Community Care Licensing Regulations provide a list of certain serious infectious diseases which are reportable. This means that a childminder must report to both the local Public Health Department and to Community Care Licensing whenever there is a known or suspected outbreak of any of these illnesses. During such reporting, identifying information about the affected child, including name, age, and how to contact the family, should be reported.

Known or suspected child abuse.

Childminders are mandated reporters of child abuse. If a child in a childminders care shows evidence of abuse or neglect, the childminder must call Child Protective Services and report the situation. The CPS intake process requires disclosure of the child??™s name, address, parents or guardian??™s names, and possible additional details. In this situation, the child??™s safety and welfare come before the family??™s right to confidentiality.

Data Protection.

If, in your work as a childminder, you store personal details about other people on your computer or any digital format (including smartphones and photos on digital cameras), you will probably need to notify the Information Commissioners Office (ICO) that you are a “data controller” for data protection purposes.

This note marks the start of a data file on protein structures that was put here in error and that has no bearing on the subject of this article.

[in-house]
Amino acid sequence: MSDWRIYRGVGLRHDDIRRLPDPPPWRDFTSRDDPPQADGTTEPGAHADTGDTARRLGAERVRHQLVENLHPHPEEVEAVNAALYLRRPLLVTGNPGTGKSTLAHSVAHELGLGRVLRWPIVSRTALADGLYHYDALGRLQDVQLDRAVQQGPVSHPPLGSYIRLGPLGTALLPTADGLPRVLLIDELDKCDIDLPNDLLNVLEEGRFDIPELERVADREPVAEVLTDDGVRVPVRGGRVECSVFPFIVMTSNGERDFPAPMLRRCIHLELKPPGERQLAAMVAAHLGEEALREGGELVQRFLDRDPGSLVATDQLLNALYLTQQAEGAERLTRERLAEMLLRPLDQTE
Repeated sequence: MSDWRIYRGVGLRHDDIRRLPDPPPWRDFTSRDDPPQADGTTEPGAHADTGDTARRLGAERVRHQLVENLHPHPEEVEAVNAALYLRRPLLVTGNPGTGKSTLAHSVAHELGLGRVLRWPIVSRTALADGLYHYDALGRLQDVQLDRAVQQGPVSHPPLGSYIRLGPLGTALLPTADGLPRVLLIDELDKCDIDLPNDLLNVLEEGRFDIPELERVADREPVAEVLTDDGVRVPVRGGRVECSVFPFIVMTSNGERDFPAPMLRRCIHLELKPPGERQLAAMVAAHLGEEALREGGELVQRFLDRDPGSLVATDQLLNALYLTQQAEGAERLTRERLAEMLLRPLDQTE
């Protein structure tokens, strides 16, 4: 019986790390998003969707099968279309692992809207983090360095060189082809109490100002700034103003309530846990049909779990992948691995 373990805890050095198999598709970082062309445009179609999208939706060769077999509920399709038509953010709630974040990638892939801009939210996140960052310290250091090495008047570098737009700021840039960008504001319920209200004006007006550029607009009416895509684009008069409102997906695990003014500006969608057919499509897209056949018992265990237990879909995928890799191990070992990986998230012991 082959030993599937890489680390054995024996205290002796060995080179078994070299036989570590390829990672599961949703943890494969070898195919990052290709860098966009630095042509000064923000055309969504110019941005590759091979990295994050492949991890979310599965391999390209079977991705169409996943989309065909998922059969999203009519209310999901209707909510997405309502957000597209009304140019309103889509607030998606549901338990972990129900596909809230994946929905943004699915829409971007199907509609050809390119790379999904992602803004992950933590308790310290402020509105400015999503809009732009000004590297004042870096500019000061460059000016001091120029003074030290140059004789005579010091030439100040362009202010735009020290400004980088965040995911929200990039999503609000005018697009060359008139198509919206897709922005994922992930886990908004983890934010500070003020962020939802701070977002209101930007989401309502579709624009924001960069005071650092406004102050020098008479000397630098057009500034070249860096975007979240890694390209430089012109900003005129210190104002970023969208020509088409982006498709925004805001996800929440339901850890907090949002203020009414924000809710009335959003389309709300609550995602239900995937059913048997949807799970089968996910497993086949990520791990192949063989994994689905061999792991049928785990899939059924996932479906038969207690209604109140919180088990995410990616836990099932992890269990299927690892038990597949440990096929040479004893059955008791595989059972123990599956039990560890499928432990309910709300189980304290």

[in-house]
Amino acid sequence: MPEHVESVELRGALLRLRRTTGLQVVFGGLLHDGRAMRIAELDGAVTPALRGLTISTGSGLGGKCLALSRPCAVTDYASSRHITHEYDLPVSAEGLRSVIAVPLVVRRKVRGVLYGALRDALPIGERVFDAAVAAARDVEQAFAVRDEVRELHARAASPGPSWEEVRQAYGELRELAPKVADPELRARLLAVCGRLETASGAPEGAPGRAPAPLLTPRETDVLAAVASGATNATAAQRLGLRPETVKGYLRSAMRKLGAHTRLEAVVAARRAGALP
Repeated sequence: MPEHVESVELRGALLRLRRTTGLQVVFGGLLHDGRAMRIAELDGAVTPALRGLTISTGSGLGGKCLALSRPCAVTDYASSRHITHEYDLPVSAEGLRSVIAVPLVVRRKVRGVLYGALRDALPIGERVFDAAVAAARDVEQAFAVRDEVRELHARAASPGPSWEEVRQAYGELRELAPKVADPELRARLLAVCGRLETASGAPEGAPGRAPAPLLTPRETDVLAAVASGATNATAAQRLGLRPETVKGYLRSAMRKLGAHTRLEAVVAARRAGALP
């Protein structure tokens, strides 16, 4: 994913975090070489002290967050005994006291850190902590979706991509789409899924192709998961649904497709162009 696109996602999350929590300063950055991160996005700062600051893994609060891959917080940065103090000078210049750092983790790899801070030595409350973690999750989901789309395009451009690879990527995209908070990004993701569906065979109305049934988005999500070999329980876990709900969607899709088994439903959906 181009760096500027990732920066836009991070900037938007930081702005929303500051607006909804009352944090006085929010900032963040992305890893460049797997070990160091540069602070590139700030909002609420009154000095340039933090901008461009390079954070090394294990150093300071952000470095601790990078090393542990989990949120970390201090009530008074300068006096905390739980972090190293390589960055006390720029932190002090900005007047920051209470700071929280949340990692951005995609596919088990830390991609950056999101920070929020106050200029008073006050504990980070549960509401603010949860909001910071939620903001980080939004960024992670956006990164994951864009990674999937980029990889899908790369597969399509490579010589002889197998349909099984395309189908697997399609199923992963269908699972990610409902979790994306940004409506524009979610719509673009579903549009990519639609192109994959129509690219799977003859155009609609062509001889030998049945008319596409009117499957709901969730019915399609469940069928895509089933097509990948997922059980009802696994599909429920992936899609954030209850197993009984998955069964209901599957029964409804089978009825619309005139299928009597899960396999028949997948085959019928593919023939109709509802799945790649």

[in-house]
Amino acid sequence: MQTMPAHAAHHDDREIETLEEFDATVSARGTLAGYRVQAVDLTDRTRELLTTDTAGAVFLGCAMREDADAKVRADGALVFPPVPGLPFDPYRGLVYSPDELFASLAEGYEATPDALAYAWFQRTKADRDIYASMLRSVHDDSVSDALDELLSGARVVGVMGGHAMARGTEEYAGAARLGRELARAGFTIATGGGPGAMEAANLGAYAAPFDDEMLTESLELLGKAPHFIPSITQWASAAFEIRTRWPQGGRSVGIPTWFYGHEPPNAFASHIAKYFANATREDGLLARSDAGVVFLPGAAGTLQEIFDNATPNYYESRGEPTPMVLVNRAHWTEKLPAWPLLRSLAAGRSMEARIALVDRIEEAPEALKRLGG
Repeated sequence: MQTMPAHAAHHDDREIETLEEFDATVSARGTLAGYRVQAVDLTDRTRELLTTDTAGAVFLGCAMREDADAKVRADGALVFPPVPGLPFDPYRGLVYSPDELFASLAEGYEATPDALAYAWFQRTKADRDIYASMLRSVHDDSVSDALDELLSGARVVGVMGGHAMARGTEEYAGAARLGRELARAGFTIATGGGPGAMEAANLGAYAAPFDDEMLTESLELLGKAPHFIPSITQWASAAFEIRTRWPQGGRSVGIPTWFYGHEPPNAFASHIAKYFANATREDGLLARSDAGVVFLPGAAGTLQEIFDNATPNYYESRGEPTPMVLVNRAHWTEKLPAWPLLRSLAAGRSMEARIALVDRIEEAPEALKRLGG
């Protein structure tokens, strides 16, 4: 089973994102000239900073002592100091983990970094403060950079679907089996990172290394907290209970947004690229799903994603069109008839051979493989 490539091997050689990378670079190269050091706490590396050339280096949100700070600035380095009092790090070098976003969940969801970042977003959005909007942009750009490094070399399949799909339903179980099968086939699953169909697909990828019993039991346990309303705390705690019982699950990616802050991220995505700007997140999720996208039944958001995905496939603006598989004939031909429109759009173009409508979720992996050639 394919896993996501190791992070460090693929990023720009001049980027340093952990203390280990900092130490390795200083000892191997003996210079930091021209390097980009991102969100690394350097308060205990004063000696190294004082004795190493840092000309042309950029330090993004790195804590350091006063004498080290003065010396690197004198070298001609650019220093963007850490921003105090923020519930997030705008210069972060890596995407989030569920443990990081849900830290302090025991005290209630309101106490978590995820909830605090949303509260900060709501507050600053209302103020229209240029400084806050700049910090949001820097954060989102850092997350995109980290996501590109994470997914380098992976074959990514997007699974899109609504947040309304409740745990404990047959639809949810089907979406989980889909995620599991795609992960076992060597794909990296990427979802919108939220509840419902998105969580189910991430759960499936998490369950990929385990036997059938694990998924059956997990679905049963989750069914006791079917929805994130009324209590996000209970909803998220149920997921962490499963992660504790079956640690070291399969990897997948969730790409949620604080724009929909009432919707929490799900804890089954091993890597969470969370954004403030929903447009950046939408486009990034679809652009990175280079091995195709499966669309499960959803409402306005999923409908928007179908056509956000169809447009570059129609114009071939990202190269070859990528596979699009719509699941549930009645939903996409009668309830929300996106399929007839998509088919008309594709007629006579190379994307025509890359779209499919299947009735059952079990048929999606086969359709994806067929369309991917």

The ICO is the UKs independent public body set up to promote access to official information and protect personal information. The ICO enforces and oversees the Data Protection Act.

Since 2008, as part of the Early Years Foundation Stage, childminders in England have been expected to keep more detailed records about individual children??™s development and it is likely that if you keep these on a computer, you will need to register as a Data Controller with the ICO. If you are in any doubt about whether you will need to register, you can call the ICO on 01625 545740 for clarification.

NCMA has confirmed with the ICO that childminders??™ data protection responsibilities under the Data Protection Act 1998 are as follows:

???If you keep all your childminding records on paper, you do not need to notify the ICO.

???If you keep information about the names, ages and addresses of children and
their parents, details of payments, or any data for staff administration on a
computer, purely for accounts and records purposes, you are also exempt
from notification.

???But if you keep more extensive records, or information of a more sensitive
nature, for example about childrens health, behaviour or development, on a
computer then you need to contact the ICO to find out if you need to notify.

???Also, if you are going to be taking digital photographs of the children in your
care, you will be expected to register with the ICO.

The notification costs ?35 a year and you can either complete your notification online or request the forms by calling the Notification Helpline on 01625 545740.

When completing the notification online, you will be asked to choose a “nature of business template” that describes the kind of data you might hold. There is a template specifically for childminders. This is template “N943 Childminders” and is listed under “services” on page two of the online notification form.